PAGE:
WASHINGTON — In a blunt rejoinder to congressional Republicans, President Barack Obama called for $1.5 trillion in new taxes Monday, part of a total 10-year deficit reduction package totaling more than $3 trillion. He vowed to veto any deficit reduction package that cuts benefits to Medicare recipients but does not raise taxes on the wealthy and big corporations.
"We can't just cut our way out of this hole," the president said.
The president's proposal would predominantly hit upper income taxpayers but would also reduce spending in mandatory benefit programs, including Medicare and Medicaid, by $580 billion. It also counts savings of $1 trillion over 10 years from the withdrawal of troops from Iraq and Afghanistan.
The deficit reduction plan represents an economic bookend to the $447 billion in tax cuts and new public works spending that Obama has proposed as a short-term measure to stimulate the economy and create jobs. And it gives the president a voice in a process that will be dominated by a joint congressional committee charged with recommending deficit reductions of up to $1.5 trillion.
His plan served as a sharp counterpoint to Republican lawmakers, who have insisted that tax increases should play no part in taming the nation's escalating national debt. Obama's plan would end Bush-era tax cuts for top earners and would limit their deductions.
"It's only right we ask everyone to pay their fair share," Obama said from the Rose Garden at the White House.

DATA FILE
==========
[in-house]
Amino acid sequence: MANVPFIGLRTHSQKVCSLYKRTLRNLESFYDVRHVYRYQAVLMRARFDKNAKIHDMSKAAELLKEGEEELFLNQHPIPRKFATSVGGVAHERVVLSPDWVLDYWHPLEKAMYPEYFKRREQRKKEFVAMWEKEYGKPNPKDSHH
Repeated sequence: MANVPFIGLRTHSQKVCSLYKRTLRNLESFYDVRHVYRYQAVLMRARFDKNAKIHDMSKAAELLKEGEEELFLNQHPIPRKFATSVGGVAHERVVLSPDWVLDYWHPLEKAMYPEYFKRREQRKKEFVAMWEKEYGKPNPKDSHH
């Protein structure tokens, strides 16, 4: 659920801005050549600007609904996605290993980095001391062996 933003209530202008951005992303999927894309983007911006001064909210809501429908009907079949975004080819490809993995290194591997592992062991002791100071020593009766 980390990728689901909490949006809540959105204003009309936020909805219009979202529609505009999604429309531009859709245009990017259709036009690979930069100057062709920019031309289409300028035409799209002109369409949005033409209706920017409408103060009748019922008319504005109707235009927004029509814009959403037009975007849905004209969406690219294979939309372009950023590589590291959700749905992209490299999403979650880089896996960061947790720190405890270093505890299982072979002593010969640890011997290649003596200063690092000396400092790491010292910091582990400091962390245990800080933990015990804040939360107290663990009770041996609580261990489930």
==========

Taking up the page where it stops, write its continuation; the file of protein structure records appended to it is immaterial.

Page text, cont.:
In issuing his threat to veto any Medicare benefits that aren't paired with tax increases on upper-income people, Obama said: "I will not support any plan that puts all the burden for closing our deficit on ordinary Americans."
Responding to a complaint from Republicans about his proposed tax on the wealthy, Obama added: "This is not class warfare. It's math."
The Republican reaction was swift and derisive.
"Veto threats, a massive tax hike, phantom savings, and punting on entitlement reform is not a recipe for economic or job growth_or even meaningful deficit reduction," Senate Republican leader Mitch McConnell said in a statement issued minutes after the president's announcement. "The good news is that the Joint Committee is taking this issue far more seriously than the White House."
Obama's proposal comes amid Democratic demands that Obama take a tougher stance against Republicans. And while the plan stands little chance of passing Congress, its populist pitch is one that the White House believes the public can support.
The core of the president's plan totals just over $2 trillion in deficit reduction over 10 years. It would let Bush-era tax cuts for upper income earners expire, limit deductions for wealthier filers and close loopholes and end some corporate tax breaks. It also would cut $580 billion from mandatory programs, including $248 billion from Medicare. It also targets subsidies to farmers and benefits programs for federal employees.
Officials cast Obama's plan as his vision for deficit reduction, and distinguished it from the negotiations he had with House Speaker John Boehner in July as Obama sought to avoid a government default.
As a result, Obama's proposal includes no changes in Social Security and no increase in the Medicare eligibility age, which the president had been willing to accept this summer.
Administration officials also said that Obama's $1.5 trillion in new taxes is a goal that Congress could achieve through a broad overhaul of the tax code. They said the president's specific proposals represent one way to get to that goal under the existing tax code.
Coupled with about $1 trillion in cuts already approved by Congress and signed by the president, overall deficit reduction would total more than $4 trillion, a number many economists cite as a minimum threshold to bring the nation's debt under control.
Key features of Obama's plan:
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